Press Releases

WASHINGTON - U.S. Senators John Boozman (R-AR) and Jacky Rosen (D-NV) introduced bipartisan legislation to help address the nationwide physician shortage. The Physicians for Underserved Areas Act would update the Graduate Medical Education (GME) slot process following a hospital closure by directing federally-funded medical residency slots to areas where doctors are most needed. 

“In rural states like Arkansas, the shortage of primary care physicians and specialty doctors creates a health care delivery challenge. The Physicians for Underserved Areas Act is part of the solution to bridge this gap and encourage more medical school graduates to practice in rural areas. I’m pleased to continue advancing proposals to ensure all Americans, no matter where they live, get the care they need,” Boozman said.

“Nevada currently ranks 48th in the nation when it comes to primary care physicians per capita, and this shortage has had a dire impact on Nevadans’ ability to seek health care,” Rosen said. “This bipartisan legislation will help add to the number of medical residency slots available for Nevada hospitals and encourage more doctors to come practice in our state, including in communities which previously have been underserved.”

“The physician shortage continues to be a significant problem across the nation but it’s especially alarming in rural states like Arkansas,” said Cam Patterson, M.D., MBA, chancellor of the University of Arkansas for Medical Sciences (UAMS) and CEO of UAMS Health. “More than two-thirds of the 75 counties in our state include federally designated Primary Care Health Professional Shortage Areas. Primary care physician shortages are expected to increase substantially as our state’s population continues to age and require more medical care, and as more seek primary care services. We are extremely grateful to Sen. Boozman and Sen. Rosen for their introduction of the Physicians for Underserved Areas Act. Sen. Boozman has been a longtime champion of Graduate Medical Education, working closely with UAMS toward our common goal of ensuring that all Arkansans, no matter where they live, have access to health care. The addition of residency positions where they are needed most will improve the chances for physicians to stay in Arkansas after completing residency because data show that physicians are more likely to practice within 50 miles of their final residency training.”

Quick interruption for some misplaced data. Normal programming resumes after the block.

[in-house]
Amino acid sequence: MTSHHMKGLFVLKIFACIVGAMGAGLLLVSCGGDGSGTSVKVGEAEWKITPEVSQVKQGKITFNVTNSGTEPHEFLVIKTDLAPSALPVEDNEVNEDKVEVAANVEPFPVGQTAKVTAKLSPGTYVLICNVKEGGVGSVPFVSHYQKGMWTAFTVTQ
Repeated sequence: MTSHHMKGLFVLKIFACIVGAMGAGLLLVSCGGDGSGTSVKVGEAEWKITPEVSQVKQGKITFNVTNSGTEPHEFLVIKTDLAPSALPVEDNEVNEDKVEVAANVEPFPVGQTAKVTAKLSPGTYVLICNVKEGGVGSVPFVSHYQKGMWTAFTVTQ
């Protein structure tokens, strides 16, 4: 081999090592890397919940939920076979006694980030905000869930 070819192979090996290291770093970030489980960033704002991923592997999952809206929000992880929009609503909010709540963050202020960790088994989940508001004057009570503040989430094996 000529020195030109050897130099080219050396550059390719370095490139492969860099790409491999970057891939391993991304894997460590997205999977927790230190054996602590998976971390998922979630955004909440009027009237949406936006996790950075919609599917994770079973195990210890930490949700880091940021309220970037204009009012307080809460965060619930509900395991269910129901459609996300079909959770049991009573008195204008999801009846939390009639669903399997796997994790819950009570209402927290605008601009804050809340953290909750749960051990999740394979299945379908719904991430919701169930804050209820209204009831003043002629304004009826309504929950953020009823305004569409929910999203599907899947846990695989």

The Physicians for Underserved Areas Act would:

  • Revise the GME process to give medical residency programs in areas with physician shortages a greater chance of gaining available residency slots after hospital closures elsewhere in the country;
  • Prioritize keeping medical residency slots local and within the same state when hospitals close; and
  • Update the requirement for quickly filling GME slots.

This legislation continues Boozman’s commitment to addressing the growing shortage of primary and specialty care physicians in Arkansas. In February, Boozman and Rosen teamed up to introduce the Resident Education Deferred Interest (REDI) Act to help ease the financial burden on medical and dental students. Last year, the senator introduced the Physician Shortage Reduction Act of 2021, legislation to significantly increase Medicare-supported doctor training slots. That followed efforts during the 116th Congress to gradually lift the caps on Medicare-supported doctor training slots.